|Publication number||US5536856 A|
|Application number||US 08/200,314|
|Publication date||Jul 16, 1996|
|Filing date||Feb 23, 1994|
|Priority date||Jan 17, 1989|
|Also published as||CA2045548A1, DE69027304D1, DE69027304T2, EP0454719A1, EP0454719B1, WO1990008127A1|
|Publication number||08200314, 200314, US 5536856 A, US 5536856A, US-A-5536856, US5536856 A, US5536856A|
|Inventors||George E. Harrison, John Scarlett, Michael A. Wood, Donald H. McKinley|
|Original Assignee||Davy Process Technology Limited|
|Export Citation||BiBTeX, EndNote, RefMan|
|Patent Citations (4), Referenced by (111), Classifications (23), Legal Events (4)|
|External Links: USPTO, USPTO Assignment, Espacenet|
This is a continuation of application Ser. No. 07/721,441, filed as PCT/GB90/00064, Jan. 16, 1990 now abandoned.
1. Field of the Invention
This invention relates to a process and apparatus for the production of carboxylic acid esters.
2. Description of the Related Art
Esterification is a well known equilibrium limited reaction involving reaction of a mono-, di- or polycarboxylic acid (or, in suitable cases, an acid anhydride) with an alcohol or phenol component. Such an alcohol or phenol component can be mono, di- or polyhydric.
In the formation of a monoester, for example, the reaction can be summarised:
R1 COOH+R2 OH⃡R1 COOR2 +H2 O,(1),
where R1 is a hydrogen atom or a monovalent organic radical and R2 is a monovalent organic radical. When an acid anhydride is used as the acid component, the reaction occurs in two stages: ##STR1## where R3 is a divalent organic radical and R4 is a monovalent organic radical.
Although the reaction of equation (2) above will normally proceed in the absence of added catalyst and although the organic acid may autocatalyse reactions (1) and (3) to some extent, it is normal practice to add a catalyst to the esterification reaction mixture in order to accelerate the reaction.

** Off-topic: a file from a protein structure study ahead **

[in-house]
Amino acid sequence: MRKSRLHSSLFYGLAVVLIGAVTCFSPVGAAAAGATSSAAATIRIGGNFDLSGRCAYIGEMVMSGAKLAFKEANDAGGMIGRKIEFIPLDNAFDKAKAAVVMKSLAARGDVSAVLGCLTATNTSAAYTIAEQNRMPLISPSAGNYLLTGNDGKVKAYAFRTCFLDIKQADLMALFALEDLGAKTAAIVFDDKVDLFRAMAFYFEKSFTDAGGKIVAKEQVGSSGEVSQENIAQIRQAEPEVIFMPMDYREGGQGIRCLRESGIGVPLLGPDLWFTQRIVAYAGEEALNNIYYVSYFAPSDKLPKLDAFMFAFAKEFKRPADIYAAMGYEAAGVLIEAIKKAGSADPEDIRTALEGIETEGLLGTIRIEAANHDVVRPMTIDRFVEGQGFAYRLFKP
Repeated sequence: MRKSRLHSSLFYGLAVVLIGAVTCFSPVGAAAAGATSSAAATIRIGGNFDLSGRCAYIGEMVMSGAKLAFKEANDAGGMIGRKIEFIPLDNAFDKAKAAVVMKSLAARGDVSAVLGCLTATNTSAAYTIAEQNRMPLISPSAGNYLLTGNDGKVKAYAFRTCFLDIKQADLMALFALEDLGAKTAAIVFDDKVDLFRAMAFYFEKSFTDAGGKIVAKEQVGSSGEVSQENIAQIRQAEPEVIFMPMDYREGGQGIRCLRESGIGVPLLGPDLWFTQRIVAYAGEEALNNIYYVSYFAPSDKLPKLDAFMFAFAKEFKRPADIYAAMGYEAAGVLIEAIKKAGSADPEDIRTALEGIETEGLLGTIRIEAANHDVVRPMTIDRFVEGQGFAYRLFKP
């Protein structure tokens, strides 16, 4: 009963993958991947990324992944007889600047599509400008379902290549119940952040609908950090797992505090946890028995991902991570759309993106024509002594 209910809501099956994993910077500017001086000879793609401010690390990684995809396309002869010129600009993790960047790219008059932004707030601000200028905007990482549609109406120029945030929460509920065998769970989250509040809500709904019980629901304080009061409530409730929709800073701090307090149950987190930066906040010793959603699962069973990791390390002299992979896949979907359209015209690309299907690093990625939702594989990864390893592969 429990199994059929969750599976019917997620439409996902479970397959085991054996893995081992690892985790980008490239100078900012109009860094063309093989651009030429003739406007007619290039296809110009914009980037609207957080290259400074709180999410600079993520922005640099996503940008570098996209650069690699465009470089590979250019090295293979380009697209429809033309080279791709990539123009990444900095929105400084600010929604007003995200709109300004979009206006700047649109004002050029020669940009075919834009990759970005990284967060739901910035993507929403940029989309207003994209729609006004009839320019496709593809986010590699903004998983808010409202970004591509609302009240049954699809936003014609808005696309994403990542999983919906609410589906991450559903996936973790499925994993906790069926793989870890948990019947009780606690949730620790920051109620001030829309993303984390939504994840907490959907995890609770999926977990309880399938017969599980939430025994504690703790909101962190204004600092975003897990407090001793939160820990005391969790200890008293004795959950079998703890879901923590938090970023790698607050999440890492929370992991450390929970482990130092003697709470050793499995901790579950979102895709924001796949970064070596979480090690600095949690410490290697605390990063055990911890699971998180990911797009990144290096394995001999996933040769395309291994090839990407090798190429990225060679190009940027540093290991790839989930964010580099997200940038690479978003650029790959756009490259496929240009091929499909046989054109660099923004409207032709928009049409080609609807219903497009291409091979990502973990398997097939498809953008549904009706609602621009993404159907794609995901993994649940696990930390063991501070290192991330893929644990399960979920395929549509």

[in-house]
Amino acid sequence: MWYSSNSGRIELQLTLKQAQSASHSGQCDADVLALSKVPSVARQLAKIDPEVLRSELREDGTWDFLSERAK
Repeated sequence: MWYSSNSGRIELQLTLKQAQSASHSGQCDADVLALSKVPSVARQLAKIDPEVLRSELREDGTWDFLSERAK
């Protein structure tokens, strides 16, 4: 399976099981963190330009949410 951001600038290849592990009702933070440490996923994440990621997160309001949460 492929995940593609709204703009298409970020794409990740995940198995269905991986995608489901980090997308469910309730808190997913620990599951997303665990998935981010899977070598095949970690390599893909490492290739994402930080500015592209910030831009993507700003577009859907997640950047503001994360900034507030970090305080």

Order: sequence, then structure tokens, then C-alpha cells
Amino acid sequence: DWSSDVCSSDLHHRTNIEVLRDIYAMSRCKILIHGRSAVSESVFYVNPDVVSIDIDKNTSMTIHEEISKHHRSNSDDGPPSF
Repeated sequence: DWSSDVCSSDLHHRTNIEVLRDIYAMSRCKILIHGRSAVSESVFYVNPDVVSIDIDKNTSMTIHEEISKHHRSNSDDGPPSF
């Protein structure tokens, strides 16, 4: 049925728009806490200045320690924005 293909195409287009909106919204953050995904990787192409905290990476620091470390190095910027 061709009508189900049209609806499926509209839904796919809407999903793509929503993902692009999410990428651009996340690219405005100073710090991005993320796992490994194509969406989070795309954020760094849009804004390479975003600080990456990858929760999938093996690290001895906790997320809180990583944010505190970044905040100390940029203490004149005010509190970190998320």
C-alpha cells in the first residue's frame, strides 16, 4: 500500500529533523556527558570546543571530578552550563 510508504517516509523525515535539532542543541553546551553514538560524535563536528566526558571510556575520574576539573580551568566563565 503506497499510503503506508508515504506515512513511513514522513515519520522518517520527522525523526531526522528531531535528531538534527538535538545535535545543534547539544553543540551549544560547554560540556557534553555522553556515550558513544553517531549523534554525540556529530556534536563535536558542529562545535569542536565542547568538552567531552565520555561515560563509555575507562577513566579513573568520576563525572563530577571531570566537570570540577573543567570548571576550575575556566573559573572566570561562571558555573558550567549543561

Perhaps the most widely used catalysts are sulphuric acid and organic sulphonic acids, such as p-toluenesulphonic acid. Although these catalysts are efficient, they are homogeneous catalysts and a neutralisation step is necessary before ester purification can be attempted. Typically washing with an alkali, such as sodium hydroxide solution, is used in such a neutralisation step. As esterification is an equilibrium process, a disadvantage of this procedure is that the washing step also results in removal of any unreacted carboxylic acid component in the wash liquor. Normally it is uneconomic to attempt to recover the unreacted acid from its salt in the wash liquor so that this may represent a significant loss of process efficiency. In addition some ester may be lost in this washing step. The losses of ester in the aqueous alkali phase will depend on the solubility of the ester in such solutions. The sodium salt of a partially esterified polycarboxylic acid will also be soluble in the aqueous alkali liquor. Loss of such partially esterified polycarboxylic acid will, in this case, represent a loss both of acid moieties and also of alcohol moieties. Furthermore the disposal of the wash liquor may present environmental problems which may be aggravated by the presence of the organic carboxylic acid salt in the wash liquor. In addition, particularly when long chain fatty acids are involved, problems may arise in the washing step due to formation of emulsions that are stabilised by the alkali metal fatty acid salts, which are surface active, and that are often difficult to separate into their component aqueous and organic phases. The stability of such emulsions is known to vary in an erratic way, thus making the design of, the organic phase/aqueous phase separation equipment difficult. Therefore it is difficult to practise an esterification process with a homogeneous catalyst on a continuous basis. As a result batch processing is usually adopted, a factor which may affect product quality from batch to batch. An additional disadvantage of the use of such homogeneous catalysts is the risk of contamination of the ester with sulphur-containing components. Such sulphur-containing components can interfere seriously with subsequent chemical processing steps.